New Research on the Region

  • December 2022 (Revised December 2022)
  • Case

Ribbit Capital and the Gauntlet Investment Opportunity

By: Shai Bernstein and Allison M. Ciechanover

Ten-year-old, Palo Alto-based Ribbit Capital is best-known for its global investments in fintech. The firm was also an early advocate of crypto and blockchain, having invested in more than two dozen startups in the space in the past decade. In the Spring of 2022, Partner Nick Shalek contemplates an investment into Gauntlet, a Brooklyn-based crypto startup. He weighs not only the pros and cons of the Gauntlet investment in the context of the fund’s overall portfolio, but also the deal structure. While investing in crypto starups played to many of the strengths that the Ribbit Capital team had built investing in fintech startups, there were a variety of aspects of crypto startup investing that were new and different. Sourcing deals, performing diligence, providing guidance to entrepreneurs, understanding governance, and negotiating deal terms were similar in principle, but presented new opportunities and challenges to navigate.

  • November 2022 (Revised December 2022)
  • Case

Replika AI: Monetizing a Chatbot

By: Julian De Freitas and Nicole Tempest Keller

In early 2018, Eugenia Kuyda, co-founder and CEO of San Francisco-based chatbot Replika AI, was deciding how to monetize the app she had built. Launched in 2017, Replika was a consumer AI “companion app” developed by a team of AI software engineers originally based in Moscow. Replika allowed users to create their own customized AI avatar and then have free-flowing text conversations back and forth with it, like one would with a friend. Replika had a successful initial launch, signing up 2.5 million users in its first year, however, it was struggling to keep users on its app. Replika’s research showed that its heavy users tended to be struggling with a bouquet of physical or mental health issues. Two monetization options were being considered: develop a subscription model for the AI companion app or pivot into a mental health app. The subscription model would offer a host of added benefits for subscribers and could be marketed at a broad TAM of lonely people. The mental health app would combine talk therapy (with the chatbot) with clinically proven therapeutic exercises, and would be targeted at people struggling with mental health issues. On the subscription side, investors were concerned that the app’s users did not fit the typical profile of paid app subscribers. Yet pursuing the mental health app would mean venturing into a more regulated market and engaging in more carefully scripted responses rather than the freeform texting of the current app. The firm had been through a series of pivots and was hoping to find a clear path before venture funding ran out.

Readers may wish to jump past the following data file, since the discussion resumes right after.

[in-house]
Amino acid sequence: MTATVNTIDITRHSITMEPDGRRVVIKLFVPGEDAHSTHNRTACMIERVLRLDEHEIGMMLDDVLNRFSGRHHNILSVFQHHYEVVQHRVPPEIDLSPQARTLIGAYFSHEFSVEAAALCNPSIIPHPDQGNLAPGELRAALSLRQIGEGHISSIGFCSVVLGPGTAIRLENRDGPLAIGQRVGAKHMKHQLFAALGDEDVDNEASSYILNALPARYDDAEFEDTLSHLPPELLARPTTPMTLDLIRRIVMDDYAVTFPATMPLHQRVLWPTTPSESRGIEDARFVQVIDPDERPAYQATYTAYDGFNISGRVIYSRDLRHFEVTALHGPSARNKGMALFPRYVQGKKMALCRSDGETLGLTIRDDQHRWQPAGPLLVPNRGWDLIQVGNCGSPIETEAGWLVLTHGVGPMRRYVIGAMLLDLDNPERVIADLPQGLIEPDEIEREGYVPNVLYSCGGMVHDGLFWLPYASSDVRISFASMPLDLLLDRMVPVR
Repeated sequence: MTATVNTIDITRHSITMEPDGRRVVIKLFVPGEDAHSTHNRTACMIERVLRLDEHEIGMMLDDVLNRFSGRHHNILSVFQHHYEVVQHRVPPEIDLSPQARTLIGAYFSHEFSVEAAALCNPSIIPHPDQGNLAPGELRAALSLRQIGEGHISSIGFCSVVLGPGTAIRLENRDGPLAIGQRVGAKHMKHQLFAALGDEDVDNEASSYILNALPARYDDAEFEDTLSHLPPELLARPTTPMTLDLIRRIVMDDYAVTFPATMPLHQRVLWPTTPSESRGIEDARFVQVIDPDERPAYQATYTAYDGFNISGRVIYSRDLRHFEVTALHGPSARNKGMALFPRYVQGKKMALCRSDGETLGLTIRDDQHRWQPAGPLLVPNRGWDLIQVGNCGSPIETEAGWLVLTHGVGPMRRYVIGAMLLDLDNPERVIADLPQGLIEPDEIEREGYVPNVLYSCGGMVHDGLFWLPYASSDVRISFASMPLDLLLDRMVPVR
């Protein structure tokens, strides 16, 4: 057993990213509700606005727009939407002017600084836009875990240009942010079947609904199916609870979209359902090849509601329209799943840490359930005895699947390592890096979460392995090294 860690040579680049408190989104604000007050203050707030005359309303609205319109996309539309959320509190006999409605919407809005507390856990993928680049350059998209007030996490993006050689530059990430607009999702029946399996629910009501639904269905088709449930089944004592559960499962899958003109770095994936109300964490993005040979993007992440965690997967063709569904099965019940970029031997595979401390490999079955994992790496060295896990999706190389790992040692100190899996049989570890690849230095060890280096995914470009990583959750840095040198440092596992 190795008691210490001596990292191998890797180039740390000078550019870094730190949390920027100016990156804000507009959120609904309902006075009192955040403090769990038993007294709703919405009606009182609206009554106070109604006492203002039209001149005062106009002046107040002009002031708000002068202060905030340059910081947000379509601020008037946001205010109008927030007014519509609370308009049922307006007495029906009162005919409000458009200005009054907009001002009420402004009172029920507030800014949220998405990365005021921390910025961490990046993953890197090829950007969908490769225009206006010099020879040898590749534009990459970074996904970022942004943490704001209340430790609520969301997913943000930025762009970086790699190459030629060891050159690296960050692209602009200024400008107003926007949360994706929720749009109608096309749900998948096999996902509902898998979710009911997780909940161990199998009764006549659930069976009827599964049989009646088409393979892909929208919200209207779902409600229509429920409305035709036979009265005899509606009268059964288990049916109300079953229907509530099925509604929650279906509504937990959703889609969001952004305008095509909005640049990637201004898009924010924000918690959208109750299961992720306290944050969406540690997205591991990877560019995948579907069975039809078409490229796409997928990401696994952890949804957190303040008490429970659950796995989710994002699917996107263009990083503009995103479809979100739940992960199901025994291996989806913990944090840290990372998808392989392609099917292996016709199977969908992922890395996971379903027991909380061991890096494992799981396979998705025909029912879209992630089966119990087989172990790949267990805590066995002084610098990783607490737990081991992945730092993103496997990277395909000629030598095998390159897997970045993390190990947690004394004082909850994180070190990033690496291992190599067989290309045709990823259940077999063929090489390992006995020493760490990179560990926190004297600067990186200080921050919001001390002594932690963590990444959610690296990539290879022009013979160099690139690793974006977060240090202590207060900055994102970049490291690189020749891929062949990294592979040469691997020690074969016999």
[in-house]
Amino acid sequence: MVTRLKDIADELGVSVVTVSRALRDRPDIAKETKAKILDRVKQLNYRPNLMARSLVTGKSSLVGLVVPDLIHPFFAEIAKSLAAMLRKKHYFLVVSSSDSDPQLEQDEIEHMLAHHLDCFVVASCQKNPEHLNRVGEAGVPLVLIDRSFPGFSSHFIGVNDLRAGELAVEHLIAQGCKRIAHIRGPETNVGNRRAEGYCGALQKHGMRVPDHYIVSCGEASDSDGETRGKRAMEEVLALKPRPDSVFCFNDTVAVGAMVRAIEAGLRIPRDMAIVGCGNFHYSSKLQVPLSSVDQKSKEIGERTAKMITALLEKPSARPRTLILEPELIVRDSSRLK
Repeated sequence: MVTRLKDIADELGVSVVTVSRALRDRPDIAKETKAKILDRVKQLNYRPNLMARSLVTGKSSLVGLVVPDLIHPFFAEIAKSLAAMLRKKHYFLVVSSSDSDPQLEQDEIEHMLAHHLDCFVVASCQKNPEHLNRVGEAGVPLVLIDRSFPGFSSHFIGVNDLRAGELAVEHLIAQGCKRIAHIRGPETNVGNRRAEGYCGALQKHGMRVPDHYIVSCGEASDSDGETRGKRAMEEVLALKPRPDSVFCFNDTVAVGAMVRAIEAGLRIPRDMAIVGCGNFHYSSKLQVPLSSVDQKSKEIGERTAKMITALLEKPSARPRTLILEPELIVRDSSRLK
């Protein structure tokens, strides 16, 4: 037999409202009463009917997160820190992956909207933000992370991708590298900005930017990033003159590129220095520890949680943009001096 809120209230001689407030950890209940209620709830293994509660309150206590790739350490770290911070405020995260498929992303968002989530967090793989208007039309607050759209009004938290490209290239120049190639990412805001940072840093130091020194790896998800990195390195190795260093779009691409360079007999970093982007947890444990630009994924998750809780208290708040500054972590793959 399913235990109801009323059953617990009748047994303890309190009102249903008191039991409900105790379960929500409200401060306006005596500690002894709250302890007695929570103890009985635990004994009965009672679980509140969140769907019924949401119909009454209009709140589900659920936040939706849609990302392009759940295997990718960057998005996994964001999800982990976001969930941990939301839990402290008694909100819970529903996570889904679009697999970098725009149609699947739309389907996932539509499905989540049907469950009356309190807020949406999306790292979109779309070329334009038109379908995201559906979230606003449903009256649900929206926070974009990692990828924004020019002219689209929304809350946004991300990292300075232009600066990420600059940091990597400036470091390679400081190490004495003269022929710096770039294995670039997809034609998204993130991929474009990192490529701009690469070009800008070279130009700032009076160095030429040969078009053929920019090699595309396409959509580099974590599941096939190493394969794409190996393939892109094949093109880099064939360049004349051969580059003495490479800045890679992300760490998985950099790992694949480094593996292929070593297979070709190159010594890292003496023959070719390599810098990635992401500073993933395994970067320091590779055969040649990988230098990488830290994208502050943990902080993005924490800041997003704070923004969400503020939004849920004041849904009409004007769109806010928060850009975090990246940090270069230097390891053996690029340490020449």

• November 2022
  • Case

Para: Pay Transparency and Gig Drivers’ Rights

By: Christopher Stanton and George Gonzalez

The case presents the founding vision and early days of a young startup that seeks to empower delivery drivers with tools and transparency. The company's flagship mobile app has been taken up by tens of thousands of delivery drivers across major U.S. cities who use it as a single-point to accept or reject gigs from multiple sources and map their routes. At the same time, the app has sparked the ire of major delivery services, who are concerned Para disintermediates drivers from their platforms. Para's founders look to the future and believe that there is a win-win outcome.

  • November 2022 (Revised January 2023)
  • Case

AES Corp: A Global Power Transformation

By: Tarun Khanna, Allison M. Ciechanover and Matt Higgins

  • October 2022
  • Case

Lyra Health: Transforming Mental Health

By: Rembrand Koning and Nicole Keller

In January 2022, Lyra Health was deciding between several different alternatives to grow the business. Founded in 2015, Lyra Health, was a digital mental health platform that combined technology with human therapists and coaches to deliver high quality mental health care to patients. One in five Americans suffered from mental health challenges each year, resulting in significant lost productivity. Yet access to mental health providers was severely limited since many providers did not accept insurance. Quality of care also varied as many providers did not use clinically proven therapeutic treatments. Lyra brought a new approach to the problem by offering easily accessible, high quality mental health services to employees of companies as part of a reimagined employee assistance program (EAP) that encouraged usage. To date, Lyra had focused on large enterprise customers, such as Starbucks, Facebook, and Morgan Stanley. The company believed there was significant untapped opportunity in the corporate enterprise market, but acknowledged that to continue to grow after 2025, it would need to tap into other customer segments. The company was considering expanding internationally, expanding into higher acuity care, targeting small business, and selling to government funded health plans. Each required significant changes to the product as well as operational changes, so realistically, Lyra could only focus on one or two growth options in the near term, and picking the order was important.

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California Research Center Team

Allison Ciechanover
Executive Director
George Gonzalez
Senior Researcher
Emily Grandjean
Research Associate
Jeffrey Huizinga
Assistant Director
Nicole Keller
Senior Researcher